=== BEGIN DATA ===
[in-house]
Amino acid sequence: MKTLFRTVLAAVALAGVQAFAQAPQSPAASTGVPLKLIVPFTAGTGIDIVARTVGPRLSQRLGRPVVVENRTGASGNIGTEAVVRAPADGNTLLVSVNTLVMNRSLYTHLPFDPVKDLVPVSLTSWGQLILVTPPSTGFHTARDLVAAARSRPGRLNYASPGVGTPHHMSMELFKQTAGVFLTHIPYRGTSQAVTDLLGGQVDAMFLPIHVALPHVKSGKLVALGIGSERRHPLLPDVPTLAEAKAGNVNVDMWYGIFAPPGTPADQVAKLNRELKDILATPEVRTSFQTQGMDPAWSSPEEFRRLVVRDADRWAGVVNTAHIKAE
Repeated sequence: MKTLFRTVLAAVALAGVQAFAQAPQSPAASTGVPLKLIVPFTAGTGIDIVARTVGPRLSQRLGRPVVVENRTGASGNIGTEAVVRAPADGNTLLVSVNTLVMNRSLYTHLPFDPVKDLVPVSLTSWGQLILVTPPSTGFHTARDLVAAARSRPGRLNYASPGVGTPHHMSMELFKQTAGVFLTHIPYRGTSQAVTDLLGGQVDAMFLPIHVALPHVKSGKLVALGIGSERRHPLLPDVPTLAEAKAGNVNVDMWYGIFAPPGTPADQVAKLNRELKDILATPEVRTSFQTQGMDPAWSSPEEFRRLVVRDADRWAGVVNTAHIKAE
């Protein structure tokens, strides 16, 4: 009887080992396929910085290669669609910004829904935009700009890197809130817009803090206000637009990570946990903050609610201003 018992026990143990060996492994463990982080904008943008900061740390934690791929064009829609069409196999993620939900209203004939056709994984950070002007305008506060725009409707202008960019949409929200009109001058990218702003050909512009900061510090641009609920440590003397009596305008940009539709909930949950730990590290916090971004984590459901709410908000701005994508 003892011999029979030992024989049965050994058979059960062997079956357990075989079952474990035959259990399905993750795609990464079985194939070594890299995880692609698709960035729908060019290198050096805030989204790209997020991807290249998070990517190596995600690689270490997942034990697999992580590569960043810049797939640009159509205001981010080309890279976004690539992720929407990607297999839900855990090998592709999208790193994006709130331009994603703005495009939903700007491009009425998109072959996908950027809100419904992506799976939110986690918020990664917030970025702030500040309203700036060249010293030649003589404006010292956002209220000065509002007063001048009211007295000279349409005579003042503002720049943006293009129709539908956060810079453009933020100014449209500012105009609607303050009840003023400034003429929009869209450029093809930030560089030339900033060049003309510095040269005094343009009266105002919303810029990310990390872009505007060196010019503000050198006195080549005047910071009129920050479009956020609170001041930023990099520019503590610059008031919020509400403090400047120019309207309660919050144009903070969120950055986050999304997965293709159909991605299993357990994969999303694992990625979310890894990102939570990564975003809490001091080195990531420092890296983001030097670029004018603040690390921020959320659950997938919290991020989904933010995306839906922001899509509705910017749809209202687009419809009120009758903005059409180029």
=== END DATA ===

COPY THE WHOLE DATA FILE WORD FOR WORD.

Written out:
[in-house]
Amino acid sequence: MKTLFRTVLAAVALAGVQAFAQAPQSPAASTGVPLKLIVPFTAGTGIDIVARTVGPRLSQRLGRPVVVENRTGASGNIGTEAVVRAPADGNTLLVSVNTLVMNRSLYTHLPFDPVKDLVPVSLTSWGQLILVTPPSTGFHTARDLVAAARSRPGRLNYASPGVGTPHHMSMELFKQTAGVFLTHIPYRGTSQAVTDLLGGQVDAMFLPIHVALPHVKSGKLVALGIGSERRHPLLPDVPTLAEAKAGNVNVDMWYGIFAPPGTPADQVAKLNRELKDILATPEVRTSFQTQGMDPAWSSPEEFRRLVVRDADRWAGVVNTAHIKAE
Repeated sequence: MKTLFRTVLAAVALAGVQAFAQAPQSPAASTGVPLKLIVPFTAGTGIDIVARTVGPRLSQRLGRPVVVENRTGASGNIGTEAVVRAPADGNTLLVSVNTLVMNRSLYTHLPFDPVKDLVPVSLTSWGQLILVTPPSTGFHTARDLVAAARSRPGRLNYASPGVGTPHHMSMELFKQTAGVFLTHIPYRGTSQAVTDLLGGQVDAMFLPIHVALPHVKSGKLVALGIGSERRHPLLPDVPTLAEAKAGNVNVDMWYGIFAPPGTPADQVAKLNRELKDILATPEVRTSFQTQGMDPAWSSPEEFRRLVVRDADRWAGVVNTAHIKAE
């Protein structure tokens, strides 16, 4: 009887080992396929910085290669669609910004829904935009700009890197809130817009803090206000637009990570946990903050609610201003 018992026990143990060996492994463990982080904008943008900061740390934690791929064009829609069409196999993620939900209203004939056709994984950070002007305008506060725009409707202008960019949409929200009109001058990218702003050909512009900061510090641009609920440590003397009596305008940009539709909930949950730990590290916090971004984590459901709410908000701005994508 003892011999029979030992024989049965050994058979059960062997079956357990075989079952474990035959259990399905993750795609990464079985194939070594890299995880692609698709960035729908060019290198050096805030989204790209997020991807290249998070990517190596995600690689270490997942034990697999992580590569960043810049797939640009159509205001981010080309890279976004690539992720929407990607297999839900855990090998592709999208790193994006709130331009994603703005495009939903700007491009009425998109072959996908950027809100419904992506799976939110986690918020990664917030970025702030500040309203700036060249010293030649003589404006010292956002209220000065509002007063001048009211007295000279349409005579003042503002720049943006293009129709539908956060810079453009933020100014449209500012105009609607303050009840003023400034003429929009869209450029093809930030560089030339900033060049003309510095040269005094343009009266105002919303810029990310990390872009505007060196010019503000050198006195080549005047910071009129920050479009956020609170001041930023990099520019503590610059008031919020509400403090400047120019309207309660919050144009903070969120950055986050999304997965293709159909991605299993357990994969999303694992990625979310890894990102939570990564975003809490001091080195990531420092890296983001030097670029004018603040690390921020959320659950997938919290991020989904933010995306839906922001899509509705910017749809209202687009419809009120009758903005059409180029």